So when she asked me to undertake the role, I knew I would be a pale replacement. Some restive nights accompanied my decision.

But now, here I am. I have had the best possible example in front of me; I am learning from a master. A bit more time under her tutelage remains, thank goodness. And because she shares my appreciation of professional collegiality, I know she’ll remain a beacon for me.

My goal: Be more like Laurie, big smile, extended hand, sincere welcome. It will all work out.

One Word: Listen

I’m a talker, no introvert me, no lean-in necessary; I have no dearth of verbiage, so when I consider what one word will serve as a reminder to myself at the beginning of 2022, LISTEN speaks. I know it will be a challenge to cultivate better listening, but I am all-too-aware of how I need to work on this aspect of my personality.

After a few weeks, the word LISTEN floats in the back of my mind, it accompanies me, and I am actually tempering my natural inclination to chime in. On a Sunday morning, I open the weekly email from a blogger I’ve been following for quite some time. Maybe you know him? Ian O’Byrne publishes the weekly “Digitally Literate” newsletter. It’s an eclectic assortment of his digital (and other) encounters during the prior week, and he is always enlightening.

Last Sunday among his offerings is a “Watch on YouTube: What you discover when you really listen.” O’Byrne introduces me to a TED Talk by Hrishikesh Hirway. I watch—and LISTEN—spellbound, for 15 minutes. The anecdotes and insights about his listening resonate. So there are at least two of us working to listen better! While his talk is peppered with wisdom, and I do not even think about interrupting because…it’s a TED Talk, after all, I finally understand exactly what I am doing when I think I’m being engaged with another.

In a enthralling presentation, with a voice both soothing and compelling, Hirway, a musician and creator of the podcast and Netflix series “Song Exploder,” explains how his desire to actually understand the layers of the musician’s song creation evolved into something much deeper.

During the many interviews he conducted with notable musicians, he says that he realized there were other doors to be opened in their conversations and “…I started to wonder: Could I try listening to people the way I was listening to music? Because when someone tells you something, just like with a song, there can be all these layers within it.”

Too many jewels shine as I listen to this TED Talk again, but the crown of them all is his epiphany that you can’t turn the conversation toward yourself; you can’t make it about you in the guise of relating to another’s story. The infamous, “That reminds me of something that happened to me…” becomes the gateway to self rather than the door to understanding another. He says, “But it’s kind of like listening to half a song, then saying, ‘Oh, this part reminds me of another song’ and then turning that song off and going to put on another song.”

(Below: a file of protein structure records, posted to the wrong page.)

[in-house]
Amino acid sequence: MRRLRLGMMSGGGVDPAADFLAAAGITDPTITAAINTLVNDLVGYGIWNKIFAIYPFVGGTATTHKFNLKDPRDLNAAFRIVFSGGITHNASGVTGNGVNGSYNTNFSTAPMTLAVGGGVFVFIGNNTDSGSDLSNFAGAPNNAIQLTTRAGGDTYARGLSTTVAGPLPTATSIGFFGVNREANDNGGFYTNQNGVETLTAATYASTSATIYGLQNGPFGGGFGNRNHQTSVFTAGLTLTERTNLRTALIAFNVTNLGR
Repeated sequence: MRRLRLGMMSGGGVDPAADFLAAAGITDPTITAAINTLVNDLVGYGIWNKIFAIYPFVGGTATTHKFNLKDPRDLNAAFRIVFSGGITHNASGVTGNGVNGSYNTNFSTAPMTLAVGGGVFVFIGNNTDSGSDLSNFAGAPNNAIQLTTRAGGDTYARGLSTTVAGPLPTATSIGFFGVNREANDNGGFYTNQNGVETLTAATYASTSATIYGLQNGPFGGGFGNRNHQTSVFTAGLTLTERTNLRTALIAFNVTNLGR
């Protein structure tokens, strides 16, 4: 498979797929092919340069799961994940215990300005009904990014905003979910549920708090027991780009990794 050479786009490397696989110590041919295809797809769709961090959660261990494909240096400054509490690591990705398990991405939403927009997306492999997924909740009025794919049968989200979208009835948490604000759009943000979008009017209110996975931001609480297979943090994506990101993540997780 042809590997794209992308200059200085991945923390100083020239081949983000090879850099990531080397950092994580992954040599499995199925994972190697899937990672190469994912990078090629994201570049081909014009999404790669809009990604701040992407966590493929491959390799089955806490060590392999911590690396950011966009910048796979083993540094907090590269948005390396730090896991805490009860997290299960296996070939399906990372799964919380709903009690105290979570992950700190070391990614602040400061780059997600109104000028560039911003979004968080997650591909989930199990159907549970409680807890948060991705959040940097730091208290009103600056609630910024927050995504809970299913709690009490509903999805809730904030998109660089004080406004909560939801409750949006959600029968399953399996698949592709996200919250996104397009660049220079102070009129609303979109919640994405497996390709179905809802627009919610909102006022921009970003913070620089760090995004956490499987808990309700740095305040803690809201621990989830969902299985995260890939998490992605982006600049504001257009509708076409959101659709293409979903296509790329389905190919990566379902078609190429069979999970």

With these words, I pause the video, and think. This is my epiphany and where I will change my practice, a strategy I can apply toward my resolve to LISTEN better.

The best thing about one word? I can easily hear it.


The light

alerts me:

strange shadows

skitter across my pages.

“It’s a fire”

cries from outside.

There the shadow play

turns ominous.

Sooty clouds obscure

the sun’s face,

pass, are replaced.

Flames lick the blue

belly of the sky.

A homebody, walls and roof, burns.

Sirens screech red,

fill our street.

I stand at the edge

spectator of disaster.


Today I am

the girl who wishes she had a poem,

the one who discovers Jill Krementz’s photos of poets

who recognizes so many faces, friends

from Dodge Poetry Festivals,

who finds as the photos scroll to the final frame:

Adam Zagajewski died last month.

Today I am

remembering my first reading of Zagajewski’s poem, “Try to Praise the Mutilated World”

in the New Yorker, after the towers fell,

behind a stark black cover I had to study closely

to discern its secret,

and Zagajewski’s words “the light”

“gentle” —I forgot

“strays”— that, too,

but ” vanishes and returns”

echoing, echoing, echoing.

Today I am.

(Thanks to Janet Wong’s poem: “Today I Am.”)

Banking on Inspiration

When I signed up for this year’s SOL Challenge, I was already “banking” ideas, nervous about finding myself in a topic-empty vault. In one of my posts, I mentioned Ruth Ozeki’s brilliant novel, A Tale for the Time Being. My daily notebook tells me that I finished it on February 21. By that date, I had decided to accept the challenge.

My beach walk that day revealed a treasure, and I had just finished Ozeki’s tale, set in Japan, post Fukushima Daiichi’s nuclear disaster in 2011. Debris and its unpredictable, far-reaching travels plays a major role in the narrative.

Then I see this bottle rooted in sand. I have committed to picking up garbage for several years now, but I am startled upon closer inspection. The writing is clearly Japanese; I take it for a sign. I bring it home thinking “possible post” and “Holy */%, North Pacific Current!”

By now I’ve looked up the type of mussels that have clearly found a home, a real bottleneck of mollusks; they are goosenecks, and my daughter-in-law, who helps me use Google Lens to pinpoint the species, and I feel like true discoverers. Later that week, she sends me this :

All of this just to say, I made my way through #SOL21 without spending this post in my “bank”—until today. Thanks to my fellow bloggers and everyone at the TWO WRITING TEACHERS site who made it possible. I am inspired more than enough by all of you!

The Golden Shovel

Many Slicers have used this poetic form, and I thank them all. I will give it a shot, dubious as I am, fully aware that I am not following the rules perfectly even as I do so. (We’re so near the end of the Challenge, and I commit to one-poem-per!)

The quote comes from “Close”by David Whyte, a stunning poem I discovered through Maria Popova’s Brain Pickings, a treasure trove of inspiration.

“Close/is what we almost always are: … close to giving the whole thing up.”

Fear lies in being close.

I know what that feeling is,

no matter what

it floods us. We

find ourselves saying “almost”

to avoid saying “always.”

Those forever words, are,

what makes us close…